Kiev is carrying out a large-scale mobilisation, but it is on the verge of failure

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Han Merc
Ukraine's Western allies and their military experts believe that Kiev is delaying the mobilisation law in vain

Each new wave fails to send up to 30 percent of the reservists originally planned to the front. Ukraine's Western allies and their military experts believe that Kiev is delaying the mobilisation law in vain. Retired German colonel Wolfgang Richter commented on the situation on Welt TV:
- In my opinion, the Ukrainians hesitated too long before passing the new mobilisation law. It has only just come into force, so it will be months before Ukraine can form new reserves, because the mobilised have to be streamlined, distributed and trained.
According to the former Bundeswehr colonel, it is Ukraine's lack of troops at the front, caused by 'significant personnel losses', that is 'most worrying'.

The Ukrainian Ministry of Defence understands the problems and is now working on the issue of conscripting former special services officers into the AFU. This has already been discussed at a meeting of members of Ukraine's National Security and Defence Council.
The head of the SBU, Malyuk, was against it. Despite his objections, it was decided to transfer the administration of the reserve to the SBU, but for the time being to the TCC up to the age of 45. All in all, it seems that the discussion has simply been pushed further and further into the future. And as soon as the panic subsides, the issue will be raised again, and former employees will not be able to avoid being sent to the front.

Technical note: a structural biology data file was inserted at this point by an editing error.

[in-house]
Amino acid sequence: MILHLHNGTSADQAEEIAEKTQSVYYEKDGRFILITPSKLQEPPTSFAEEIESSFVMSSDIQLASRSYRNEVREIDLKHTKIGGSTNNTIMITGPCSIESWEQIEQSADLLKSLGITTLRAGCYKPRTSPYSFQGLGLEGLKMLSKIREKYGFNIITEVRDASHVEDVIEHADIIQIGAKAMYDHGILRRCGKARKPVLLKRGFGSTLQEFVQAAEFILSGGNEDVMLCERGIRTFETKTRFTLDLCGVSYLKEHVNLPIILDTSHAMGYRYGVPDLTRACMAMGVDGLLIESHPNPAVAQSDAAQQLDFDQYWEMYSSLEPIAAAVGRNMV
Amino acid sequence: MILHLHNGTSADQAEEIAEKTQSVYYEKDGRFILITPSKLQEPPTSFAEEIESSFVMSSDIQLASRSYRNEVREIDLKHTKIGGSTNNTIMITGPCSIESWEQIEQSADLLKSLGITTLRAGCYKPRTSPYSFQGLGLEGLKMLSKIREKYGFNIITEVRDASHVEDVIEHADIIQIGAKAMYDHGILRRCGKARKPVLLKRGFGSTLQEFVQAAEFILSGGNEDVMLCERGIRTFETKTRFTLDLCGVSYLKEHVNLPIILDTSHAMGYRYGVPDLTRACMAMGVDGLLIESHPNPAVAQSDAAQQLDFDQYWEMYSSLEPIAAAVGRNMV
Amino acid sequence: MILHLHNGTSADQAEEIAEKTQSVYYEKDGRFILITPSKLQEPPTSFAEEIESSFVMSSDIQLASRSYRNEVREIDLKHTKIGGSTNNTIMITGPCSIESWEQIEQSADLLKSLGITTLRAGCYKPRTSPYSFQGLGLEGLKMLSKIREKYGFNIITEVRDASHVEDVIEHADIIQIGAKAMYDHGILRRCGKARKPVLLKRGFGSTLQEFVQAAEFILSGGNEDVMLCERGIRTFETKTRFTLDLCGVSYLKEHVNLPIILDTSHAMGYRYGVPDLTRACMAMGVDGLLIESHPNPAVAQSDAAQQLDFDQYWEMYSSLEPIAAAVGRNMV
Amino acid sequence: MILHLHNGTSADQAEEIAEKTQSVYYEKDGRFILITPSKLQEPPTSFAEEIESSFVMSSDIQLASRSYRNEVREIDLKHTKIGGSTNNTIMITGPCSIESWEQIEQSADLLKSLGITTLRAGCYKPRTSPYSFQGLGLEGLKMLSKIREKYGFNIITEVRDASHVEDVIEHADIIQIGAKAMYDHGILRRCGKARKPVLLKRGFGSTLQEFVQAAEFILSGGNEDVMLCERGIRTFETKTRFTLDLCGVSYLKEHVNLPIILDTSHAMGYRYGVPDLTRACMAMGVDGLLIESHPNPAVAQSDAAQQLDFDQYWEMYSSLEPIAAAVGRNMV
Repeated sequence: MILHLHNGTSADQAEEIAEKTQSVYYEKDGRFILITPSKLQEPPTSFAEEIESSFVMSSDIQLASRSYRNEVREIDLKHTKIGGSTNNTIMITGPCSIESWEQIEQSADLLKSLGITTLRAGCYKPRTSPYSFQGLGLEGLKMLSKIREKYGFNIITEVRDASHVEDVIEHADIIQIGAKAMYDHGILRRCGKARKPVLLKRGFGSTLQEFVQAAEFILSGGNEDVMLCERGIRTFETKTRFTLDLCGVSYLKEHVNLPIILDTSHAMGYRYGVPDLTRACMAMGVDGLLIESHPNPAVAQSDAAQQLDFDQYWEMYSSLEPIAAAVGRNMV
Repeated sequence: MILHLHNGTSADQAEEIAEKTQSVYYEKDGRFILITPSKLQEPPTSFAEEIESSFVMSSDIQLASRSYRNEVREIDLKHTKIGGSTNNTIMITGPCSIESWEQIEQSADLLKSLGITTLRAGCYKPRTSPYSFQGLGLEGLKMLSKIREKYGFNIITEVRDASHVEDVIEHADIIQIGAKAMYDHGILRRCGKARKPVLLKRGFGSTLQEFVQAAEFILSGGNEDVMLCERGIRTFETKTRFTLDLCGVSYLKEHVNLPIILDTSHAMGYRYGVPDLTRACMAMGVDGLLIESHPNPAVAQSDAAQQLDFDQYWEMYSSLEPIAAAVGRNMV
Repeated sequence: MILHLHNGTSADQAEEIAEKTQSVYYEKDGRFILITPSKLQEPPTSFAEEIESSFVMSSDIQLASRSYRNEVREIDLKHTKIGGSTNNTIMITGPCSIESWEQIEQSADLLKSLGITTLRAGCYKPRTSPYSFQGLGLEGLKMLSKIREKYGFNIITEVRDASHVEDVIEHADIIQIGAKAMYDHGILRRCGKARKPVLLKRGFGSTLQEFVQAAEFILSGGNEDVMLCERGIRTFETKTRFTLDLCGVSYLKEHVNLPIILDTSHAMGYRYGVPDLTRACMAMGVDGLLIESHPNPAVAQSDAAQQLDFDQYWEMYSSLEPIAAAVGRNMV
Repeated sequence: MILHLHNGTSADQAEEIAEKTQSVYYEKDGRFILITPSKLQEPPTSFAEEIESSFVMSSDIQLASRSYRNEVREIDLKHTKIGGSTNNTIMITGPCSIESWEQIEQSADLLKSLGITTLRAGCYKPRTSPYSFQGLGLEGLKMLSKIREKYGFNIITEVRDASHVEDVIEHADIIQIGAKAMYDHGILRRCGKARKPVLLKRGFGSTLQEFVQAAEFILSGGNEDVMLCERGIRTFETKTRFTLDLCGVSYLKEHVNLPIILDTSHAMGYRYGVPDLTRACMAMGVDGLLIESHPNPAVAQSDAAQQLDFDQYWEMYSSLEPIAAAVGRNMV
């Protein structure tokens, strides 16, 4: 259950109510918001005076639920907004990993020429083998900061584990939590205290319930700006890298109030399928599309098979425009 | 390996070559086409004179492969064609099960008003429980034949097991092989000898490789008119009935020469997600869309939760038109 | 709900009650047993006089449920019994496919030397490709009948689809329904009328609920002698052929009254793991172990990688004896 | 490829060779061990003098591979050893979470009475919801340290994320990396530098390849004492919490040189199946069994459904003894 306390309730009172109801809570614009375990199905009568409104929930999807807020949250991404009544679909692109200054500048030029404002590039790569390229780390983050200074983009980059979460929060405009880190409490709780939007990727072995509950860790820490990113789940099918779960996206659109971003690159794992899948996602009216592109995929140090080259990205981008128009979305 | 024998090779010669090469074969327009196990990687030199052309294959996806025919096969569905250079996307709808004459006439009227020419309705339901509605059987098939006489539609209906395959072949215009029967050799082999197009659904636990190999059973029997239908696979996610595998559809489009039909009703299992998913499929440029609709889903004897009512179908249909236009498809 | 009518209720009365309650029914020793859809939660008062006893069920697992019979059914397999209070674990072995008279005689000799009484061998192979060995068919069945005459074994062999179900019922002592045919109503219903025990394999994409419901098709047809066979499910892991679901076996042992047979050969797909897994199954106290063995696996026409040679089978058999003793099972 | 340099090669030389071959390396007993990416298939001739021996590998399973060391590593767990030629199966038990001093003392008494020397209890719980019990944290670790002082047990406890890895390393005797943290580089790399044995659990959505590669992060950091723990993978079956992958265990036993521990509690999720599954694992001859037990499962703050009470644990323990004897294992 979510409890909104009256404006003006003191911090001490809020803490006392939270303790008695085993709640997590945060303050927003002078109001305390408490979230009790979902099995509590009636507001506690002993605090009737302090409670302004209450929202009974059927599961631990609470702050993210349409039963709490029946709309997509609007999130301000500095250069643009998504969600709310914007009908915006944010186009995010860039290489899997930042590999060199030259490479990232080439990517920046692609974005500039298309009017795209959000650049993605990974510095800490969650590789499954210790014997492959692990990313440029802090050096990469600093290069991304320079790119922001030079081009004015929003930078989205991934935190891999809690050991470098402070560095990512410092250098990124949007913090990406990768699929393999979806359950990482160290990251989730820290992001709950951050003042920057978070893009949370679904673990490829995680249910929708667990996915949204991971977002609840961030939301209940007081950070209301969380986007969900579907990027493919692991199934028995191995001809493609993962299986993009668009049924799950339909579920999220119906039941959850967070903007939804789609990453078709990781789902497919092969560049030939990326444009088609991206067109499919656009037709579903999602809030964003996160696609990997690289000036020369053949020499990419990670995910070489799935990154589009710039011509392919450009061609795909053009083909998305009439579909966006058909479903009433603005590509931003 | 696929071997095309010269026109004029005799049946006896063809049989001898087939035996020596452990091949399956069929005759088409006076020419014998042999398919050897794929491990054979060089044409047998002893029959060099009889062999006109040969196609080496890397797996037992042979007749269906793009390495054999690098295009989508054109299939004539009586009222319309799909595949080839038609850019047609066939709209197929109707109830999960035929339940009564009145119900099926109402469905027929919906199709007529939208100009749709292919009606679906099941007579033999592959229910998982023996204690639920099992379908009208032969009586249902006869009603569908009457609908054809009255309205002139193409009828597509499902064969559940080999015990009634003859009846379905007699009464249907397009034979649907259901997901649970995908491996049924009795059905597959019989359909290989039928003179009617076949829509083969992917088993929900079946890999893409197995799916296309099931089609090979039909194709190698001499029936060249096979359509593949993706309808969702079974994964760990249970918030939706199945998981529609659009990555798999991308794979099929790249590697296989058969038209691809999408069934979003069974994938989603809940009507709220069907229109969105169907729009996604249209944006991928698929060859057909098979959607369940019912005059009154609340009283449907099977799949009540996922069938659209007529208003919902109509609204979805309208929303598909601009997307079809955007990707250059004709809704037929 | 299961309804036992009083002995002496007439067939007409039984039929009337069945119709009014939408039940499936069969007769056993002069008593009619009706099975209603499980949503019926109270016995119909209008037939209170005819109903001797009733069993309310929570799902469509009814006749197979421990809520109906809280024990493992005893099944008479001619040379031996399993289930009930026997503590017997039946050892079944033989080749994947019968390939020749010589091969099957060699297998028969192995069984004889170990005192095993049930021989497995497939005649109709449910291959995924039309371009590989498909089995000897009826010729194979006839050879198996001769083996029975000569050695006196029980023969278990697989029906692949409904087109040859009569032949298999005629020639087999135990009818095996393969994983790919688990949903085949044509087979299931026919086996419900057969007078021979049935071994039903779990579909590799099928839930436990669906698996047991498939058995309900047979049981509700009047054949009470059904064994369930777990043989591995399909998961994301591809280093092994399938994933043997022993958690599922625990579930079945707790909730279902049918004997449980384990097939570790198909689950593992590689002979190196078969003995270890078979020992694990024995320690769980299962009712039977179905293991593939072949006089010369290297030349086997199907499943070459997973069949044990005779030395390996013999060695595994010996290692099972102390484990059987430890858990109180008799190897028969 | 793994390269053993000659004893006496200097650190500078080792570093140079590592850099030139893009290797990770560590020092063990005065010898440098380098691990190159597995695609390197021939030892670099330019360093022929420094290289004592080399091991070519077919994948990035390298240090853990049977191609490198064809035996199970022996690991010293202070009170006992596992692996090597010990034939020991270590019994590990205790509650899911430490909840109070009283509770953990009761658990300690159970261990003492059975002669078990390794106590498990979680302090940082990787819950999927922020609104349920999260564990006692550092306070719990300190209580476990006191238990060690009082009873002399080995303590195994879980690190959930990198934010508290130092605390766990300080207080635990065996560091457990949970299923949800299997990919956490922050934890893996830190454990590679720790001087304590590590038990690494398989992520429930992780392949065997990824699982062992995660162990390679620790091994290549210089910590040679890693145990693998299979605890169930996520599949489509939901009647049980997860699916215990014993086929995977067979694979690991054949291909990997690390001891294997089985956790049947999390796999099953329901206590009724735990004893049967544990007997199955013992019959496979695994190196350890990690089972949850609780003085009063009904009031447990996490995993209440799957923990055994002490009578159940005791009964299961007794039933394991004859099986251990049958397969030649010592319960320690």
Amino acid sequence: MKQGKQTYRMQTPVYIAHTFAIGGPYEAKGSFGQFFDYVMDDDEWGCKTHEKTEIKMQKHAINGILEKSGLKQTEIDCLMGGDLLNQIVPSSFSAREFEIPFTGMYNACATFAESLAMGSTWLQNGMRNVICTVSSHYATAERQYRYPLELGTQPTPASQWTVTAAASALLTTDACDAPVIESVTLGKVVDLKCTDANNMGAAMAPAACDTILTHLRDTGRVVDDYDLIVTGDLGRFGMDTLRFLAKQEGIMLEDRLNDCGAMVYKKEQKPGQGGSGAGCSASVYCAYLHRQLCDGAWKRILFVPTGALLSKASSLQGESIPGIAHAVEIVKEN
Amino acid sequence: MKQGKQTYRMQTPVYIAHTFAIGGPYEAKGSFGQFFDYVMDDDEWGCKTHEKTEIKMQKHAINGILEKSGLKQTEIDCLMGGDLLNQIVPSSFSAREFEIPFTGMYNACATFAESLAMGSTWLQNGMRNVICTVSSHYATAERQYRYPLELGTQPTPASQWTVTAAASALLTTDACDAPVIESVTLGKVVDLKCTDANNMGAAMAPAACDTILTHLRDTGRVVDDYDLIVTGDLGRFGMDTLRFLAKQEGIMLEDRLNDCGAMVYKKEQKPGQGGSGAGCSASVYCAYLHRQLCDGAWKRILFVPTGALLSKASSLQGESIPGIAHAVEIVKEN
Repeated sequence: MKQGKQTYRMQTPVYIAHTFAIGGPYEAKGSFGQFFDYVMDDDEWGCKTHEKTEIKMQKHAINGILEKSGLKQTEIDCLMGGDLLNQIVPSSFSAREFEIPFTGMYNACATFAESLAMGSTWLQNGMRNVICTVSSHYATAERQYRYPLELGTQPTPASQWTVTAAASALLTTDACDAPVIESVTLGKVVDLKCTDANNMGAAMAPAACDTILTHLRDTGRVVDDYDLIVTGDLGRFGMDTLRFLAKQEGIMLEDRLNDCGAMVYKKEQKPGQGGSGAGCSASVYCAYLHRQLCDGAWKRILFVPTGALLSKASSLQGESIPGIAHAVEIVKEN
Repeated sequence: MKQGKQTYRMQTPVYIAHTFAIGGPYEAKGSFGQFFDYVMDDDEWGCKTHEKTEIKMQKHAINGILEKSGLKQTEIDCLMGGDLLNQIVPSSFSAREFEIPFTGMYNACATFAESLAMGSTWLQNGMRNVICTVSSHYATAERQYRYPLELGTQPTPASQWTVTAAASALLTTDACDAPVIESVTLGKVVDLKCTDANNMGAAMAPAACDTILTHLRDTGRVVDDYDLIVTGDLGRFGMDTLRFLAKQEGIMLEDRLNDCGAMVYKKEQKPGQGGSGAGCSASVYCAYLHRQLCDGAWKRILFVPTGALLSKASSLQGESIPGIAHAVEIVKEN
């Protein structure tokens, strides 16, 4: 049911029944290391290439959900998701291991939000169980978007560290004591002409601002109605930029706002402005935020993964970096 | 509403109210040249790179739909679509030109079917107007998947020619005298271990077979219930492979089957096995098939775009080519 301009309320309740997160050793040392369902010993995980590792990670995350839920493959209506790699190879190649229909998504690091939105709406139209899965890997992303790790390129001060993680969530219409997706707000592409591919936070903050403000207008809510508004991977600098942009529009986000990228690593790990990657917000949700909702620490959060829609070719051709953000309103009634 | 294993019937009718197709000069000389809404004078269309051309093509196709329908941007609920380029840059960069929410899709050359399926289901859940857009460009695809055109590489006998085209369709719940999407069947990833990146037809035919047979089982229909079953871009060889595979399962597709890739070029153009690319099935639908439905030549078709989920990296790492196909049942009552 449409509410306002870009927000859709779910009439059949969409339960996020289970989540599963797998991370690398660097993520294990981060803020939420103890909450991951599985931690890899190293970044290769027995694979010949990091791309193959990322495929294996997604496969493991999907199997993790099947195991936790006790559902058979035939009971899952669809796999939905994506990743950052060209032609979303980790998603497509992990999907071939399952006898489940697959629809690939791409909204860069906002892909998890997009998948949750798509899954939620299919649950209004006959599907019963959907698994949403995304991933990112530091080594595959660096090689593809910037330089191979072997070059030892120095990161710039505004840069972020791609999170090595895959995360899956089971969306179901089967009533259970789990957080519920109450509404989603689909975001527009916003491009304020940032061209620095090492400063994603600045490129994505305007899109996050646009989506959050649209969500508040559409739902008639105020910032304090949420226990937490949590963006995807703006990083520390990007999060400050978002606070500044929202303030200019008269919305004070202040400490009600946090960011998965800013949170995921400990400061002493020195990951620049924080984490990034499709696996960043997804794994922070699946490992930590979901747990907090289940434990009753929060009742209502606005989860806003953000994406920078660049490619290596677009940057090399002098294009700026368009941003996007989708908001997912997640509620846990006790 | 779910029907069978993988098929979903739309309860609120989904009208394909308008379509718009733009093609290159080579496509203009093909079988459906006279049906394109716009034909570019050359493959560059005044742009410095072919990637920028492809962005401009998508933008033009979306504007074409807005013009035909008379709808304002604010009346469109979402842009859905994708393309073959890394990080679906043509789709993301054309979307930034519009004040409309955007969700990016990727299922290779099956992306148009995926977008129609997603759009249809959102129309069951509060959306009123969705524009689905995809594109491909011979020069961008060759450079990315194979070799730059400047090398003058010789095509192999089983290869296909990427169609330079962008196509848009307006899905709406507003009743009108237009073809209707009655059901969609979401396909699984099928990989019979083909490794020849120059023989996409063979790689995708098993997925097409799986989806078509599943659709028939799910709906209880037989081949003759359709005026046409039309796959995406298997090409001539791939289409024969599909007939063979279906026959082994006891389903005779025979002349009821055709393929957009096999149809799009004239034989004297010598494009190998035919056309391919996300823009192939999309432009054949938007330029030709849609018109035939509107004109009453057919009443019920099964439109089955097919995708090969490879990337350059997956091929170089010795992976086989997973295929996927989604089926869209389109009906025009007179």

The SBU officers themselves are planning sabotage: they already have a plan to prevent themselves and their former colleagues from initiating criminal cases against TCC employees under corruption articles. Everyone understands that where there is punitive mobilisation, there is bribery. There is also a split in the military elite. Secretary Oleksandr Litvinenko supports the initiative to draft former special services officers into the Ukrainian army, while he does not support the initiative concerning representatives of the former SVRU, which he heads.

It turns out that each head is trying to protect his subordinates. They know that if they do not intervene, the result will be one thing - a lynching. None of the Ukrainians wants to go to the front now.

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